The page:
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MUSE – Black Holes And Revelations

Posted: August 31st, 2006, by Andrew Bryers

Not so much a review this, as an admission of befuddlement. Also maybe a little mainstream for Diskant, but if Alasdair can get away with gushing all over Rachel Stevens (so to speak) then I’m sure I can discuss Muse with impunity.I have been living, somewhat uncomfortably, with Black Holes and Revelations for more than a month now. I bought it reluctantly, deterred by the overt prog-ness of both title and cover artwork, and by an instant dislike of the first single Supermassive Black Hole. I concluded that Muse, who had always dallied perilously close to their own anus had finally taken up permanent residence therein.

But see it gaze at me every time I went into Fopp, i began to soften. I mean, I love Muse. I love them for their weirdness, their willfully absurdity, their refusal to embrace indie cool, punk-ethic lo-fi or any other restriction on their BIG GRAND (daft) ideas. Of course they’re silly, but in these days when a Simon Amstell haircut and some big soulful eyes do an indie band make, don’t we need Matt Bellamy’s demented stare more than ever?

So anyway, the album. I’d read that they’d given up any pretence of being able to play the songs live and was half expecting over-produced mush, so opener “Take a Bow” – a pointless three minutes of of loops, arpeggios and grand build-up to nothing – came as no surprise. Elsewhere we hear new influences – Morricone movie scores and Arabic-sounding strings – creeping in alongside such such classic Muse album tracks as the big neo-romantic piano melodrama wank-off (here, Hoodoo). Results are mixed: Hoodoo’s a hoot, while their take on barbershop easy listening (Soldier’s Poem) falls a bit flat. Starlight’s a pretty tune marred by a shockingly banal chorus. It’s a mark of how much conviction they play with that, on repeated listening, Supermassive Black Hole for all its Darkness-esque “ooh baby” falsetto vocals and cheesiest use of vocoder since S Club Seven’s “Don’t Stop Moving” almost begins to work. Back at Rachel Stevens. How did that happen?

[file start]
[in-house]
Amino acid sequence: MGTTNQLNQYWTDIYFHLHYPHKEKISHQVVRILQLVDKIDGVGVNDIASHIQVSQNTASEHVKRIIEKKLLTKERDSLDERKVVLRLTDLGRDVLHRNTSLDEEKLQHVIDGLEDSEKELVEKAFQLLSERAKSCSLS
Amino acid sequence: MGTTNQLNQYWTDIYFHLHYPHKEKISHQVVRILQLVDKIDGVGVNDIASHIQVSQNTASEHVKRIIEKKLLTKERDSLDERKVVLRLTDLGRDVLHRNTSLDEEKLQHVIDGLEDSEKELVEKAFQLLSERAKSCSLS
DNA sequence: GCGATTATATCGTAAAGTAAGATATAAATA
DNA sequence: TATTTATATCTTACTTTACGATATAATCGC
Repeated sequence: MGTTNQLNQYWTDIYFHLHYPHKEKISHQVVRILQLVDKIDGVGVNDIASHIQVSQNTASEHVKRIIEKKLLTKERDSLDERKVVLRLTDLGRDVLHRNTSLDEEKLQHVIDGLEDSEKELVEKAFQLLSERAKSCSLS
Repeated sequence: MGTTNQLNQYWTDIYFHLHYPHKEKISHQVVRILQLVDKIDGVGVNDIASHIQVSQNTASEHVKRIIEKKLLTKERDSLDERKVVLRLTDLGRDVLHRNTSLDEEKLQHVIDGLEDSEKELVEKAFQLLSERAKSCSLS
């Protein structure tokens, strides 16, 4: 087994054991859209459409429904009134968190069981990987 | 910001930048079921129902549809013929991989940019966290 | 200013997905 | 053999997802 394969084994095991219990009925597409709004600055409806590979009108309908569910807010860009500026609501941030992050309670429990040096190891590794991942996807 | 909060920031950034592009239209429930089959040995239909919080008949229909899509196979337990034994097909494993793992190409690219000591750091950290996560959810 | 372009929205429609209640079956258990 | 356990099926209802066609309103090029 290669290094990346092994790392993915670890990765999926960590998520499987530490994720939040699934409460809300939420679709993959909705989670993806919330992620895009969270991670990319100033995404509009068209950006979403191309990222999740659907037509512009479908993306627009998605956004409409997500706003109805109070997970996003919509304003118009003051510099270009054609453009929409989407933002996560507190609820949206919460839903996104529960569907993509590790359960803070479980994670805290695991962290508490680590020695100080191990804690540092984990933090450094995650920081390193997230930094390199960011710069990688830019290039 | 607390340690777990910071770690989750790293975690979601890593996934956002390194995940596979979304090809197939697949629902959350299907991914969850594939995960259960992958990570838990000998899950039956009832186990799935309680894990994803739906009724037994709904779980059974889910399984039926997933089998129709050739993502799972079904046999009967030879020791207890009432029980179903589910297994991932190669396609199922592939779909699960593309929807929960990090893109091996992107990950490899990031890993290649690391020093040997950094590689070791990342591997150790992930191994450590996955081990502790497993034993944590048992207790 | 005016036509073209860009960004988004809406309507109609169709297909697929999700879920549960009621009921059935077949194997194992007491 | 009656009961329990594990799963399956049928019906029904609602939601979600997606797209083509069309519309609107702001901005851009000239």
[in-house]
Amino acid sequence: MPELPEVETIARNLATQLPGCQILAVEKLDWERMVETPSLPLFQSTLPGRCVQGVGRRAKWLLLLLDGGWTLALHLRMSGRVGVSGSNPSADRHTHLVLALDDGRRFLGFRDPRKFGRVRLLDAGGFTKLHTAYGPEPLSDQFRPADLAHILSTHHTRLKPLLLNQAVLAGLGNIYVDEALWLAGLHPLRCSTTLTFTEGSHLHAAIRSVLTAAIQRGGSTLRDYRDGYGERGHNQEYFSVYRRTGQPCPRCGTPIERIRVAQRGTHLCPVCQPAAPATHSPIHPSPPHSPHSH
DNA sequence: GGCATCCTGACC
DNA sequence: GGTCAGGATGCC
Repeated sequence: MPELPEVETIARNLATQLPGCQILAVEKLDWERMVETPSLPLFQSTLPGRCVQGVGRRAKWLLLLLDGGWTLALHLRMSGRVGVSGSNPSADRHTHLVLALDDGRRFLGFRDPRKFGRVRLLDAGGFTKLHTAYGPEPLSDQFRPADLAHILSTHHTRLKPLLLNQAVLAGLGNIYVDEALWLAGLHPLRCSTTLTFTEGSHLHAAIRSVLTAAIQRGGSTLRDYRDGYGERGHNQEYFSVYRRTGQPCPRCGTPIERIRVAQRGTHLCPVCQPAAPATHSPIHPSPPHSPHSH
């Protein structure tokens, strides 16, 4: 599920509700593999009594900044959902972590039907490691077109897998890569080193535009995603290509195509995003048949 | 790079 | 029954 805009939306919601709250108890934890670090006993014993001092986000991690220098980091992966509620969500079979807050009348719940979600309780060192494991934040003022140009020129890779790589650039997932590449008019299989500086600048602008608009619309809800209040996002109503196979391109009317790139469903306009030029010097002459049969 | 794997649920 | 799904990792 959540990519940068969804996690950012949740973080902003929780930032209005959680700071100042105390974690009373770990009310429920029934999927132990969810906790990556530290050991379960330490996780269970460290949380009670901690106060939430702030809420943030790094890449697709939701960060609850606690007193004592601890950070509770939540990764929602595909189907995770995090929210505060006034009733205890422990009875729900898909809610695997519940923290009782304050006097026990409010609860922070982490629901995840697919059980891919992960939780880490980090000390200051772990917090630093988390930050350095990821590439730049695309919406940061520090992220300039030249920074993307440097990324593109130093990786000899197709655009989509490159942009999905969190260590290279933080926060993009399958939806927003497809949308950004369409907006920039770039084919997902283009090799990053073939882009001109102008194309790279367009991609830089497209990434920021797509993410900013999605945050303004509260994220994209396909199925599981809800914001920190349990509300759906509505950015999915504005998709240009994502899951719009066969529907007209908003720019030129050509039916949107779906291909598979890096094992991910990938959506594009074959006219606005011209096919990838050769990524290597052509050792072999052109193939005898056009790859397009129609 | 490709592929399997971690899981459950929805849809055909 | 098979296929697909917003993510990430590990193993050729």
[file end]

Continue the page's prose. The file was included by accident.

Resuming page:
Maybe they’re best when they just all-out rock, as they do very effectively on “Assassin” and “Exo-Politics”. But then, just as you’re opting for the “great rock band ruined by over-production” version of events (let’s call it the Smashing Pumpkins theory), you hear Knights of Cydonia without doubt the most ridiculously over-the-top and best track on the album. Like Pink Floyd in a spaghetti western with a riff outta hell and Queen-style three-part vocal harmonies (and I hate Queen), it embodies everything you’ve got to love about Muse, the sheer shouldn’t-work-but-does-ness of them. It’s cool the way space is cool when you’re a kid.

So what’s going on? Are Muse too preposterous or not preposterous enough? Hmm, might have to get back to you on that one…

Andrew Bryers

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